Russian military engagement and diplomacyhave not secured their sought-after goals in managing the conflict in Syria. Agreements with nations engaged in Syria have been struck by Russia, but these nations have conflicting interests in Syria. Russiahas tried multiple times to break the cycle of failure in rehabilitating the Syrian regime and provide it the resources it needs to rebuild the country. The lack of support from the United States and her allies has made the Russian task nearly impossible.
President Biden recently said that he continues to have trouble with President Assad because the latter violated the Chemical Weapons Convention. The Syrian president cannot be trusted, Biden made clear. On the other hand, the conflict in Syria also presents both the US and Russia an opportunity to pursue mutually beneficial goals. For Russia, it is about rebuilding Syria. For the United States, it spells humanitarian assistance and stabilization in Syria.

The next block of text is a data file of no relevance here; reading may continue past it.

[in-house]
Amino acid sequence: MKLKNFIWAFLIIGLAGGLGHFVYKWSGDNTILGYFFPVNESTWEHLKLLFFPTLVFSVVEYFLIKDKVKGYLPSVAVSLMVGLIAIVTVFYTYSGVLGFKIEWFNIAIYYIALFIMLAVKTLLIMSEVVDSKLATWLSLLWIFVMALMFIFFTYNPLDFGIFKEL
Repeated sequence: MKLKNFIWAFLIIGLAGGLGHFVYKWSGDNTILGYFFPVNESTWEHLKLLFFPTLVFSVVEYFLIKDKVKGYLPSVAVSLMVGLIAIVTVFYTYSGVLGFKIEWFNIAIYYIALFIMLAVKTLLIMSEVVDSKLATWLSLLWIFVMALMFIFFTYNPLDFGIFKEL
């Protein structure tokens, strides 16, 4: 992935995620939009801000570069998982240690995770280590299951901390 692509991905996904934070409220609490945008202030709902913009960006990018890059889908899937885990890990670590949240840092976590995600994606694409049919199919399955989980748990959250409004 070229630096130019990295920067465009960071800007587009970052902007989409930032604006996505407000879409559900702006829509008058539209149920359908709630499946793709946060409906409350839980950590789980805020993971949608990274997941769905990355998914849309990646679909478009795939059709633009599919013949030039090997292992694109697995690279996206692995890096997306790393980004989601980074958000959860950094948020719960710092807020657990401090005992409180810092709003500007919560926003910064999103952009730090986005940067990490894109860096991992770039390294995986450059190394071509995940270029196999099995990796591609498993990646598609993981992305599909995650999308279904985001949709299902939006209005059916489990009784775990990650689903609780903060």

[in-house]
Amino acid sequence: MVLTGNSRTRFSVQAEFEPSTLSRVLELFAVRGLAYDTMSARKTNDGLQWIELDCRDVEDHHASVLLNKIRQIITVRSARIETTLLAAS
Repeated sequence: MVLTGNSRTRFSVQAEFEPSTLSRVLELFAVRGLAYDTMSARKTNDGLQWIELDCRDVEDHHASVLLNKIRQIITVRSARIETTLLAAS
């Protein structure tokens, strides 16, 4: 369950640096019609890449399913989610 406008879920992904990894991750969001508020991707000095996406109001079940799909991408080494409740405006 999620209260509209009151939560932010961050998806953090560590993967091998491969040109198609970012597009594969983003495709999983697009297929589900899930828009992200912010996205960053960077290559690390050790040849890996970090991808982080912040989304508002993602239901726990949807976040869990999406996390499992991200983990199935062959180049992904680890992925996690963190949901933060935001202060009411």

Where do we go from here?
An incremental approach by the two powers indeveloping a working relationship that benefits Syria is timely, and the US and Russia should cease it. Bilateral cooperation in Syria can accomplish a number of mutually beneficial goals:
- Sideline Iranian-backed militia and the Iranian Revolutionary GuardCorps (IRGC) and force them both out of Syria;
- Coordinate with the Global Coalition to Defeat ISIS to ensure all remaining ISIS pockets are eliminated;
- Engage and empower local Syrian communities and help in the development of civil society across the country,